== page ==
"Science" is helpful principally for young people who want a general overview of the progress of knowledge about our world, from its smallest elements to the vastness of the expanding universe, and who wish to achieve a quick grasp of basic terminology and principles. The coverage is a mile wide and an inch deep, but it does a good job of inspiring interest in the varied subjects it tackles. For in-depth information, more scholarly books will need to be consulted.

The book is divided into five main eras: The Dawn of Science (before 1500), The Renaissance & Enlightenment (1500-1700), The Industrial Revolution (1700-1890), The Atomic Age (1890-1970), and The Information Age (after 1970). It traces the development of science from the earliest natural philosophers -- Aristotle and Alhazen, for example -- to modern scientists like Turing and Feynmann, and from early breakthroughs such as heliocentrism and the laws of gravity to recent ones like the atomic bomb and the structure of DNA.
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67 of 72 people found the following review helpful By G. Fisk on February 12, 2010
Format: Hardcover
The strength of this book for me lies in its organization. Using time as a thread makes for an interesting presentation. The weakness of the book lies in its terribly sloppy editing. The "calendar" of the section on the industrial revolution places Linus Pauling's "The Nature of the Chemical Bond" a full century ahead of its actual publication. The discussion of plant life cycles ends in mid sentence. There are enough errors to make the reader unsure whether to trust statements about unfamiliar material.
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7 of 7 people found the following review helpful By Mark Lynam on September 21, 2011
Format: Paperback Verified Purchase
I've always enjoyed DK books. This is no exception. The illustrations are remarkable and the breadth of topics wide.

For those buying the PAPERBACK version of this book, please note there's a size (dimensions) difference. The typeface can be quite small on some pages to accommodate the reduced dimensions.

The only thing that would be a nice add-in would be a website or a 'for further reading' for each topic.
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72 of 95 people found the following review helpful By spinoza on October 6, 2009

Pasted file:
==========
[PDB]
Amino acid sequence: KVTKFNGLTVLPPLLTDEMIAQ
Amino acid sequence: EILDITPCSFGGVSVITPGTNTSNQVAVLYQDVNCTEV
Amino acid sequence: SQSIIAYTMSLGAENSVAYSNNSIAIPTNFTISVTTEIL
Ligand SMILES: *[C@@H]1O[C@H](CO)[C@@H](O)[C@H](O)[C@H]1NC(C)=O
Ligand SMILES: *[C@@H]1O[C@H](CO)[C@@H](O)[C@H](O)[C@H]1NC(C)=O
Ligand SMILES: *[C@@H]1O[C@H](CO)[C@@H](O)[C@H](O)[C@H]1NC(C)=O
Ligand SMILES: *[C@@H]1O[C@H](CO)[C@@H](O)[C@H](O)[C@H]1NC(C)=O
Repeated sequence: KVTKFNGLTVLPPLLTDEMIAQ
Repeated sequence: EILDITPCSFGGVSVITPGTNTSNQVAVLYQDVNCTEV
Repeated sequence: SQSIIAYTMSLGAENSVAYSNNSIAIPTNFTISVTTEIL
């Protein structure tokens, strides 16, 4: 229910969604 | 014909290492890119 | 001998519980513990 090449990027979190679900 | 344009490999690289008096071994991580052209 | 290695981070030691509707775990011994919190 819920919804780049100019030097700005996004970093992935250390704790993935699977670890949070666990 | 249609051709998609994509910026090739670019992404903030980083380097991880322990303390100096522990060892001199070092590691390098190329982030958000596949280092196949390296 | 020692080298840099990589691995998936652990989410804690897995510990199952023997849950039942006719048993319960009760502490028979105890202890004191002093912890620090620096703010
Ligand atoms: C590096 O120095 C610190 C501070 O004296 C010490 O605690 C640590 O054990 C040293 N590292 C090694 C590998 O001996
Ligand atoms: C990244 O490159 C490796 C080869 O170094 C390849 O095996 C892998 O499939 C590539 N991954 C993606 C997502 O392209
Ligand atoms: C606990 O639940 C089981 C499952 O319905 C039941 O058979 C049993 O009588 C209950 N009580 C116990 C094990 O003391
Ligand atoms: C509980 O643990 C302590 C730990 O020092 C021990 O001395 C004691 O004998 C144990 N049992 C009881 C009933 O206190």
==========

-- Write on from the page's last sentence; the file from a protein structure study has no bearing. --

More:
Format: Hardcover
This is another in DK's magnificent "Definitive Visual Guide" series, and is perhaps the most ambitious since it covers all of science. I had a chance to peruse the book and am looking forward to a serious reading. What I can say now is that the interplay of text and image is, as usual with DK Publishing, masterfully done using state-of-the-art printing technology. I noticed that the book possessed many of the strengths--and weaknesses--one finds in other DK publications, such as some of the images that seem to be simply aesthetic "filler" rather than actually enhancing one's understanding of the topic or the textual material. This is a minor criticism, however, and I found myself generally absorbed by the visual and textual content.

The content is well developed and substantial, though it suffers from the same shortcomings that other general histories of science betray, and which seem to be a product of the current academic narrow-sightedness in the history of science. First, there is a strong emphasis on the physical sciences and astronomy at the expense of the biological sciences. Also there is a pronounced British-American orientation to the narrative, again at the expense of other cultures contributing strongly to the history of science (Germany being the most obvious example). Knowing the history of German science as well as I do, there is no question in my own thinking that Germany contributed more to the history of science and technology than either Britain or France, and yet this book (as well as many other English-language texts) simply assumes that the history of science was largely a British and French affair.